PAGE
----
Over the last year I have been a PA Ambassador with Health Education England (HEE) which now encapsulates the various activities I had been undertaking and links them together - such as clinical work, university work, networking and partnerships and increasing the visibility and awareness of the role Over the last few months I have been lucky enough to become the lead HEE PA Ambassador for the SW of England.


What was your background before becoming a PA?

I studied human and biological sciences as an undergraduate, followed by a masters and postgraduate research in neuroscience before training as a PA. In my younger years I was a semi-professional surfer, originally hailing from North Devon.


Your favourite part about being a PA/ what you think PA's bring to the team.


The control I can take over my life!

Being from North Devon and as a passionate surfer (and lover of all things outdoors), I was looking for something in my professional life that allowed me to apply my studies whilst still maintaining some control over where I live and enabling me to strike a good work-life balance. I love every part of my clinical and professional roles as described above and feel lucky to have had the opportunities I have pursued as a PA to date.


The main challenge/barrier you face as a PA.

Getting other educational leaders to acknowledge the requirements and intensive nature of delivering PA education – this will no doubt be helped somewhat by upcoming GMC regulation and programme evaluations. Inability to prescribe and request ionising radiation studies is limiting, but often times within a team working solutions can be found. Awareness of the PA role and profession is probably the most common challenge I come across. This spans both the clinical and educational/placement fields and is most likely to continue for some time until the number and continuation of PA roles dilute down this uncertainty, although it may never fully disappear. The presence and work of HEE PA Ambassadors, along with clinical PA lead roles, are valuable in helping with some of these issues.

Case 3

Rudo Chimbghandah

When did you qualify? How long have you worked in your current trust/general practice?

I qualified in March 2019. I have been in this trust since then and have rotated through Medicine, Paediatrics, Urology, Trauma and Orthopaedics and now I am in General Surgery.


Where do you work now and a brief overview of your job role.


North Devon District Hospital in the General Surgery Team.


My daily job is mainly ward based. I attend ward round with Surgeons and action the daily plans of patient management. I review patients in the later part of the day and speak to therapy and nursing teams in order to get a full picture on the patients daily progress. When the patients are unwell I review them and initiate a plan, then have a discussion with the senior Doctors regarding the patient and management initiated.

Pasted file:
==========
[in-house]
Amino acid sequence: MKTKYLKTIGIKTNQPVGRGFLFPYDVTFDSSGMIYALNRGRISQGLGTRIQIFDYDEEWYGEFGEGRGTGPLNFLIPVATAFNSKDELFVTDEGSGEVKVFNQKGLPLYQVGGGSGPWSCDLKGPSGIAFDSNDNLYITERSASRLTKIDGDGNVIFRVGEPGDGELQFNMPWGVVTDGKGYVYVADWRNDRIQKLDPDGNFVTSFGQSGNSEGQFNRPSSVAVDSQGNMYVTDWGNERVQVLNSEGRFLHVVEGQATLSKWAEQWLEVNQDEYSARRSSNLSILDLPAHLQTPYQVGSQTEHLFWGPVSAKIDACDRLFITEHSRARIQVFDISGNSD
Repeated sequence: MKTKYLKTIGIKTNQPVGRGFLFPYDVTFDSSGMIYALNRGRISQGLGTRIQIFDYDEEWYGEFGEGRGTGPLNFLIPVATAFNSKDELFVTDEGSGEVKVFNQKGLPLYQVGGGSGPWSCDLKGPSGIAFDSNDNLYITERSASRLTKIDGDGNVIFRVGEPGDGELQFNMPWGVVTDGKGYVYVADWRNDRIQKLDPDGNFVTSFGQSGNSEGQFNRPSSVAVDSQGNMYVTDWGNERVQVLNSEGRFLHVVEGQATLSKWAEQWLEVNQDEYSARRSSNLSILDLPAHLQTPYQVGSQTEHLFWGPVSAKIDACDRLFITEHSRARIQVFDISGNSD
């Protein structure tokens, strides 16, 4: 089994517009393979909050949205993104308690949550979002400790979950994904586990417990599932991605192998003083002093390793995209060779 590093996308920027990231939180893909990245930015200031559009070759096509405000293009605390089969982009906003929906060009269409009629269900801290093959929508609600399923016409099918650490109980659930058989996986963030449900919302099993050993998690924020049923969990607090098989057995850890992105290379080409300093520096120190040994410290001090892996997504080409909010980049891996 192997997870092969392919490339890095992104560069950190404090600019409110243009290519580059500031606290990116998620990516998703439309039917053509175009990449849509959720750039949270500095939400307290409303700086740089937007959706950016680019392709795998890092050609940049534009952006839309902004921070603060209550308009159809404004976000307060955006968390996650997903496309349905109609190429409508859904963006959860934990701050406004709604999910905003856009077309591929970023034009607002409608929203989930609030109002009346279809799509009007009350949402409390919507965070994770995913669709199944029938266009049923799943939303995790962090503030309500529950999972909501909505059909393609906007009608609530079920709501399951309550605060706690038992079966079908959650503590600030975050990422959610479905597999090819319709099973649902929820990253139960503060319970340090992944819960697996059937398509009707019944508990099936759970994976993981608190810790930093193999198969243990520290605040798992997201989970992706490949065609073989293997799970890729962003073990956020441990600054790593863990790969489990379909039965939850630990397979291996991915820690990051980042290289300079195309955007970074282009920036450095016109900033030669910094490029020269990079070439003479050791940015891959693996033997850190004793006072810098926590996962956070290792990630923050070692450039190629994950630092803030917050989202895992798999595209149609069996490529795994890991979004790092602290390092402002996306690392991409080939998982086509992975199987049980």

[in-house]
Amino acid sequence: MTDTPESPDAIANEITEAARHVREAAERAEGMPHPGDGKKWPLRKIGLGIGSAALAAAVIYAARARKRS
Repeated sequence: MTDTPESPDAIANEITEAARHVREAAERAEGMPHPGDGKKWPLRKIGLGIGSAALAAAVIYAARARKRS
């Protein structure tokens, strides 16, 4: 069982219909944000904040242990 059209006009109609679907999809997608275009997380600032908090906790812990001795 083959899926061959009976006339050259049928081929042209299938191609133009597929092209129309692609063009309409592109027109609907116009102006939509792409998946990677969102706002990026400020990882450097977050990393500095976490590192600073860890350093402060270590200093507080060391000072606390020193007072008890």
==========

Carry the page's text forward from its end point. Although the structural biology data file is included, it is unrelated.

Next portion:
During some weeks I assist in theatres with operations as needed.


I do general surgery oncall weeks, we rotate the weeks along with the other PAs based in the other surgical specialties. During this week, I see GP or ED referred patients. I take a history, examine, initiate some investigations and early management before discussion with the Registrar or Consultant oncall.


What was your background before becoming a PA?

I studied Medical Biochemistry at the University of Leicester. I was always interested in clinical work earlier on but unsure what would be most suitable for me. I came across the PA role whilst looking into it and decided to apply for it. I am glad I did.


Your favourite part about being a PA/ what you think PA's bring to the team.


My favourite part about being a PA is that we are able to work in any speciality and are able to change between them easily.


Certainly in the trust I work we are able to bring continuation of care, we are mainly ward based and work normal days within our teams whereas the doctors work on a shift pattern.


We are able to bridge the gap and maintain patient care during changeover periods. We change over a month before the doctors do and serve to help the incoming doctors adjust to the new specialty.


Being supernumerary we also add to the numbers of medically trained personnel looking after patients.



The main challenge/barrier you face as a PA.


The biggest challenge I faced when I initially qualified was understanding my place within the team, figuring out how I fit in and what my responsibilities are. This was made harder when working with healthcare professionals that were not familiar or open to working with PAs. This resulted in being under utilised within the team and relegated to do core procedures and discharge paperwork. However this has changed greatly as more PAs have joined the trust and we have worked across most specialties. Most teams are familiar with our capabilities and are happy with us taking on more responsibility.